Cost: $5 delivery fee; $2 preset tip that can be changed manually.
Pros: Can swipe through bottles for fast browsing; easy-to-use cocktail menu; ability to schedule a drop-off up to five days in advance.
Cons: Mistakenly displays many bottles as 0% ABV and 0 proof; will not let you order when their supplying store is closed.
You might like this app if: you like to use the word "lifehack."
Overview: Thirstie Now allows you to see the app's available alcohol in a list form or swipe through the items in a larger viewer for a more Tinder-like experience. The description page for each bottle links to cocktail recipes, so you don't put vodka in your Bahama Mama (how embarrassing). The companion website, Thirstie.com, caters to the common computer nicely, adding a "stories" tab that's worth checking out if you're interested in a nicely curated booze blog. It is annoying, however, to only be able to order for seven hours a day, six days a week, even though the app has a feature for scheduling drop-offs. Just because you can't go to a liquor store at 3am shouldn't prevent you from dreaming of better times to come.
Sourced Craft Cocktails
Cost: Delivery fee factored into per-drink cost (averaging around $8).
Pros: Everything (glassware, equipment, and mixers) included in cost; no cleanup.
Cons: Cocktail options are restricted to what's on the daily menu.
You might like this app if: you are trying to relive prom night on a staycation.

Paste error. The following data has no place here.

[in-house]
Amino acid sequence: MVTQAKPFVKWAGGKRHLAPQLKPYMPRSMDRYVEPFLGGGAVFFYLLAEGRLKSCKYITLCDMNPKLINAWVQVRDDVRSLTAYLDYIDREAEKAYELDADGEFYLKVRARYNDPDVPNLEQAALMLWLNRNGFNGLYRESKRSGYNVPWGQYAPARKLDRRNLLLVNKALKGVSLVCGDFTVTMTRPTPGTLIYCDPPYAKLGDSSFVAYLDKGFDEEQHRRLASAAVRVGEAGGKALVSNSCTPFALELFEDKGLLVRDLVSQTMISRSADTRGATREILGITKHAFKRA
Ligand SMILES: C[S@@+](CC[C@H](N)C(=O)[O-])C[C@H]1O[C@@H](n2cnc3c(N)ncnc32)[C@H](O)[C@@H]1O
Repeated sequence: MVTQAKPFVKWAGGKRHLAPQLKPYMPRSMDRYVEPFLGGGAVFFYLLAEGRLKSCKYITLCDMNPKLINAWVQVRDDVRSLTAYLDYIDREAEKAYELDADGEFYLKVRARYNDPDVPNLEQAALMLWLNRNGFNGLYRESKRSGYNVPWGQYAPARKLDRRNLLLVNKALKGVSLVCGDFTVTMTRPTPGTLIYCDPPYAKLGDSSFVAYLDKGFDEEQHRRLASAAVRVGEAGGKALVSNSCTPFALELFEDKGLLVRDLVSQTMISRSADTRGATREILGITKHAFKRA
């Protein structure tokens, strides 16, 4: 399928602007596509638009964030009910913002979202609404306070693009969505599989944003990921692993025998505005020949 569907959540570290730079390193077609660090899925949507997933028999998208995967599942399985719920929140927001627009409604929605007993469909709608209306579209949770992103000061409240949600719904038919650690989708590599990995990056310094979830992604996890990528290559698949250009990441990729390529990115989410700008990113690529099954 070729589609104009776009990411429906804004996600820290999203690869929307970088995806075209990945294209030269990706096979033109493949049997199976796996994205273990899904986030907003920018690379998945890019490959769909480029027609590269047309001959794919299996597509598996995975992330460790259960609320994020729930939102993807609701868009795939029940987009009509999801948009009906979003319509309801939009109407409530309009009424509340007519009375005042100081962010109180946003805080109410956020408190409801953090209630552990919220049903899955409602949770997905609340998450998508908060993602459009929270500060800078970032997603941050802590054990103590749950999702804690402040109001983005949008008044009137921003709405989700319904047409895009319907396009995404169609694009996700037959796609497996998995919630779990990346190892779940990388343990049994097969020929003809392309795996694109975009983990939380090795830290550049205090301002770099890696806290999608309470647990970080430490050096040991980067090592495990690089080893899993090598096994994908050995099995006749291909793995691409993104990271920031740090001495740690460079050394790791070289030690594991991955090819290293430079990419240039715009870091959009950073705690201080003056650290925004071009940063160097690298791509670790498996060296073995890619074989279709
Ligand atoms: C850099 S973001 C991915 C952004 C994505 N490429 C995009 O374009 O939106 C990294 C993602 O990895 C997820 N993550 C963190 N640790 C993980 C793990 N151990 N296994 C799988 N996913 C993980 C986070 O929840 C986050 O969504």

Overview: OK, this isn't an app, but we would be remiss if we didn't include them in the roundup. Sourced lets you select from a dozen or so bartender-crafted cocktails, then delivers everything you need to make it at the door in a barrel. The interface is like everything else in e-commerce, with a shopping cart and simple checkout. Your order must be scheduled in advance during a delivery window, so make sure you have something to distract yourself (we suggest a mancala tournament). If you are ordering for a specific event, like an intervention, be sure to have delivery scheduled earlier in the day.
Cost: $5 delivery fee; 10% preset tip that can be changed manually.
Pros: Displays details like ABV % and product origin.
Cons: Can only use the app when the store that delivers to you is open (that means no using the app on Sundays or after 9pm – not even to browse); no ability to filter like other apps.
You might like this app if: you've always had a fondness for typography.
Overview: TopShelf is simple – maybe a little too simple. From the home menu, you have to choose your type of liquor, then (depending on the type of spirit) a subtype from that. You can't just browse all liquor, or all rum for that matter. Additionally, the shopping cart doesn't have an icon showing how many items are in your cart, which is a small gripe, but an icon is always helpful should you forget you've already selected seven or eight cases of boxed wine in a vain attempt to be Olivia Pope (face it, you're a Teresa Giudice). Perhaps the biggest nuisance is the app's refusal to operate at all when the store is closed, making it the opposite of user-friendly. Quotes by George Carlin, Coco Chanel, and Chelsea Handler make the app feel like a boozy Pinterest.